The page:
Two of the largest littoral powers in the Indian Ocean, India and Australia play significant geopolitical roles in the region’s security and stability (IOR).
The growing geopolitical and financial importance of the IOR and global influence, although their interest in the region has become skewed in the past, create the potential for collaboration between the countries as the safety, economic and environmental threats to the IOR nations converge. Closing the Blue Economy (BE) initiatives in the IOR with India and Australia could prove successful as a tool to combat these imminent threats.
IOR — Importance and concerns
In terms of economic growth, natural resources, as well as important maritime communications, the IOR will be of great importance in the future world. However, the economic geography of the International Operating Organization (IOO) is not only expanding but also shaping and destabilizing it, as India’s neighbouring country exerts through the Belt and Road Initiative (BRI) through Critical Sea trade and debt diplomacy dominance.
Security and stability in the IOR are crucial for India and Australia. Every geo-economic challenge will have an important effect on India, being geographically and financially central to the IOR. With India already faced territorial threats by the neighbouring territory, its dominance of the region severely limits India’s growth and power. There is an emerging recognition of the importance of stability in Australia’s IOR, particularly given the neighbouring country’s influence, as trade between Australia and the IOR continues to grow.
In addition to the risk of climate change, the IOR also faces diverse increasing environmental risks— which pose a major concern and risk to the lives and livelihoods of millions of individuals in India and Australia. The risk of climate change is rising. The geo- economic and environmental implications for both IOR countries are therefore far too great to ignore and create substantial overlaps for collaboration.
The Blue Economy is a unique opportunity for India-Australia co-operation to tackle growing concerns in the area. Blue efforts will also stabilize the sea area while re-establishing the Regulatory Order and creating a considerable impact while addressing environmental threats and economic growth, as well. While BE’s benefit is well known.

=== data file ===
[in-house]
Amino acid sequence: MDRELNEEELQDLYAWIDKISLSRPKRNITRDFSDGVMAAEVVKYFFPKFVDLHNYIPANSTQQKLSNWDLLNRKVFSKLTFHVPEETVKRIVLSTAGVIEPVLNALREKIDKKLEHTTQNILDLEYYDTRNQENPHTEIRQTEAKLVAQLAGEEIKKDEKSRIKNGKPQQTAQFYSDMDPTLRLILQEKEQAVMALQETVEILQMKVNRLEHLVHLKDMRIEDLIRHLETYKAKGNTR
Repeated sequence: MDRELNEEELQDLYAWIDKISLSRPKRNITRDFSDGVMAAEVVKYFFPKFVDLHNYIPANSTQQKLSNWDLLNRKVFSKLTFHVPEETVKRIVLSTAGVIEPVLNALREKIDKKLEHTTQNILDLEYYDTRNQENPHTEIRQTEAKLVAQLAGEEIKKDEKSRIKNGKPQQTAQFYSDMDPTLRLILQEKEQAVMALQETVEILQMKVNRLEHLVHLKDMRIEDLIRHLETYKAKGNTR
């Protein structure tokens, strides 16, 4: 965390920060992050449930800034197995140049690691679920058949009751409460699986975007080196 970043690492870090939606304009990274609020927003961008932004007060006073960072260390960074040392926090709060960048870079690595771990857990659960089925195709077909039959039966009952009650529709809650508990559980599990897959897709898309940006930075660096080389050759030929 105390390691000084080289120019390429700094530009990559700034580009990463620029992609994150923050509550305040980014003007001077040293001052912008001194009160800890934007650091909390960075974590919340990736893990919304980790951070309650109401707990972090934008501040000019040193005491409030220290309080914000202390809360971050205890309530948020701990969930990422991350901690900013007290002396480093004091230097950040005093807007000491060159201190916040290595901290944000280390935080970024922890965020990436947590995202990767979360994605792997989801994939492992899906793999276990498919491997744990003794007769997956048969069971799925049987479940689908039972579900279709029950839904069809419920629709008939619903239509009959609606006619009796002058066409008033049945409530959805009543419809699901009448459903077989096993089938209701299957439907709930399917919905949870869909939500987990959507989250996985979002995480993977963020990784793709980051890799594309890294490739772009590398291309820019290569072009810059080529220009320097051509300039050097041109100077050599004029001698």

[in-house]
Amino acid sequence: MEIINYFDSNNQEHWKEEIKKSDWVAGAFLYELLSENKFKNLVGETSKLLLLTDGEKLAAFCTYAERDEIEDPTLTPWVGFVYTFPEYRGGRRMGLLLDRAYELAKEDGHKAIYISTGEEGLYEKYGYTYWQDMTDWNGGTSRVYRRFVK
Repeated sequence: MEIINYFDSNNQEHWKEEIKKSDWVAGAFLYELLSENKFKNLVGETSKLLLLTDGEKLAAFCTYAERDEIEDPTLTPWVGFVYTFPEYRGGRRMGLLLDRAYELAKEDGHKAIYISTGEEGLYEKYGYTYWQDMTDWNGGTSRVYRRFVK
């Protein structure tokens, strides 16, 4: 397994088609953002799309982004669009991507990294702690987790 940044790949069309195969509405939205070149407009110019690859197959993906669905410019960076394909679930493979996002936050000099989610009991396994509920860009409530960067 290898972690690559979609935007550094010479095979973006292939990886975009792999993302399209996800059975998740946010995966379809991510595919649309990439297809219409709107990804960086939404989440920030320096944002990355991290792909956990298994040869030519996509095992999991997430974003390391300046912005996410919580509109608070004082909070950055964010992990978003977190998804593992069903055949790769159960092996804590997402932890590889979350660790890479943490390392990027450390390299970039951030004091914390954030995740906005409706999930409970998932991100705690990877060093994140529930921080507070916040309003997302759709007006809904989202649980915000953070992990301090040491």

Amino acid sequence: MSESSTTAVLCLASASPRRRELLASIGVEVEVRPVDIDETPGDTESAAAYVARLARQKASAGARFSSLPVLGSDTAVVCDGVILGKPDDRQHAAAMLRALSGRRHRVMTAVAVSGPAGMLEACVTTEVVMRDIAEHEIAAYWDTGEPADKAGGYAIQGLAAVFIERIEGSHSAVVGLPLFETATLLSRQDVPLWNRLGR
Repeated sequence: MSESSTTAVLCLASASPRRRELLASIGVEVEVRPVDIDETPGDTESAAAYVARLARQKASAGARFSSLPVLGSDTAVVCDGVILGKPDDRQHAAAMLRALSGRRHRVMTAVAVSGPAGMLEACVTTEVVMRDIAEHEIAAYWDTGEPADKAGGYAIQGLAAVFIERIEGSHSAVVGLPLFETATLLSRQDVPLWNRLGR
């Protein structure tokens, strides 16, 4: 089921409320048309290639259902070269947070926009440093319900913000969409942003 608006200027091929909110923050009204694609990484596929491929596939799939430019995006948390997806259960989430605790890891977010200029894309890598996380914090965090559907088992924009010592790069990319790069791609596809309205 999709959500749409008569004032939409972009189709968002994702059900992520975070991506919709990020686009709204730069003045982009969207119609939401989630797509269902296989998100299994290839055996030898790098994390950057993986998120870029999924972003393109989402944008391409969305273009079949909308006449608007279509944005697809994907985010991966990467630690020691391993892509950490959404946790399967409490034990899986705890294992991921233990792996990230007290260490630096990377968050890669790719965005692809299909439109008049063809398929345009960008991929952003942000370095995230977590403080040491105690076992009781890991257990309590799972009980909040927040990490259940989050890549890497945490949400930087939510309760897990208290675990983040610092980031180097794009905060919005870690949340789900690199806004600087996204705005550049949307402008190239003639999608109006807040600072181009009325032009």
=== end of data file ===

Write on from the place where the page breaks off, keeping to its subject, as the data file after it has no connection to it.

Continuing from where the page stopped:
BE is best seen in the Indian Ocean Rim Association IORA increasing focus on strengthening the Blue Economy on its agenda in pursuit of sustained economic, political, and security development in the IOR. In addition, both India and Australia understand BE’s ability to address the major IOR problems, as well as their efforts to strengthen their blue pursuit.
While India and Australia have many opportunities for collaboration, we focus here on two key cooperation areas.
The aquaculture industry in India and Australia has shown exceptional growth, and the potential for growth remains immense. The growth of aquaculture in both countries depends on the cultivation of non-cropped aquatic species that create demand for products of the other country on its domestic market. In the National Aquaculture Strategy 2017, Australia has always stressed and continues to stress stringent environmental and food safety directives, yet, in its National Draft Inland Fisheries and Aquaculture Policy 2019, India ultimately seeks to achieve greater sustainable practices in aquaculture. Thus, the two countries share sustainable aquaculture practices.
To allow the flow of more goods and safe infrastructure for trade between two countries, India must ensure minimum deviations from Australian standards. While both countries are part of the Network of Asia-Pacific Aquaculture Centers (NACA) that enables multilateral cooperation concerning aquaculture issues, there is a need for better bilateral cooperation between these two countries, notably in terms of capacity building and training on mitigation actions.
Illegal, non-reported, unlawful fishing
Australia has undertaken appropriate national antitrust plans (INAPs), including monitoring, control, and surveillance (MCSs) and fisheries management, to combat illegal, unreported, and unregulated (IOUs), so proof that it is extremely active against IUU fisheries within the IOR. On the other hand, India also has a lot of regulations in place for the management of fishing and fishing vessels, including satellite-based vessel imaging, both domestically and abroad.
Extensive knowledge of the two countries on the subject of mitigation measures could lead to mutual learning and better fighting strategies, particularly through the establishment of a knowledge-sharing center and capacity-building programs, via joint fishing partnerships.
Moreover, as the IOR remains deeply ineffective in mitigating IUU fishing, India and Australia could be involved in developing marine protected areas and enhancing the IOR MCS mechanism with others in the region.
Therefore, not just combining geo-economic, geostrategic and geo-environmental motivations of Indian and Australia, the Blue Economic Initiative also obliges both countries to recognise untapped growth and potential for power which may be fully realised in this arena with collaboration and mutual learning. In addition, New Delhi and Canberra must
remain in blue so that rivals like the neighbouring country cannot lose the ‘blue race’ in the IOR. Therefore, for both nations the best way forward is together.